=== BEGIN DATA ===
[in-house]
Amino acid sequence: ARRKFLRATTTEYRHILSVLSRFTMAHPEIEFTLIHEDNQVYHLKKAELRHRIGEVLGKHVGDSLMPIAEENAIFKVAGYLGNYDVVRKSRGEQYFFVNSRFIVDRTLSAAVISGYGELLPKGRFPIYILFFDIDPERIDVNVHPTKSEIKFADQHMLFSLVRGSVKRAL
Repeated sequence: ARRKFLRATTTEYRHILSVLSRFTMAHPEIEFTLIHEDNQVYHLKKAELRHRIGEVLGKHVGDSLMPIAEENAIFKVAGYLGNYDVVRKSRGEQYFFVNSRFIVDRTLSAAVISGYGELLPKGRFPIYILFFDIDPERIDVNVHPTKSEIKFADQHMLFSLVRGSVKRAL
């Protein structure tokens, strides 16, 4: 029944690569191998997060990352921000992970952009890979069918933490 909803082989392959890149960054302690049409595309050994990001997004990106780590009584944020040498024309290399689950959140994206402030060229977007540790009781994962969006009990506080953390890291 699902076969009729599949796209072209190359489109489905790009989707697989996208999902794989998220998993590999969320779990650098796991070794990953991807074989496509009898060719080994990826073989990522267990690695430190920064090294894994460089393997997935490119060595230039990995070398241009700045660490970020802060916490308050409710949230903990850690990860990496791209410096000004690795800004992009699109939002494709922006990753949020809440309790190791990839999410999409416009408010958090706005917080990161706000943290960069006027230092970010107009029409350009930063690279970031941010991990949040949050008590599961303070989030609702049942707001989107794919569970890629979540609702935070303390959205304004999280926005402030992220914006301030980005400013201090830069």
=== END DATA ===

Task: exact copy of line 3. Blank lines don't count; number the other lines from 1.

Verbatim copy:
Repeated sequence: ARRKFLRATTTEYRHILSVLSRFTMAHPEIEFTLIHEDNQVYHLKKAELRHRIGEVLGKHVGDSLMPIAEENAIFKVAGYLGNYDVVRKSRGEQYFFVNSRFIVDRTLSAAVISGYGELLPKGRFPIYILFFDIDPERIDVNVHPTKSEIKFADQHMLFSLVRGSVKRAL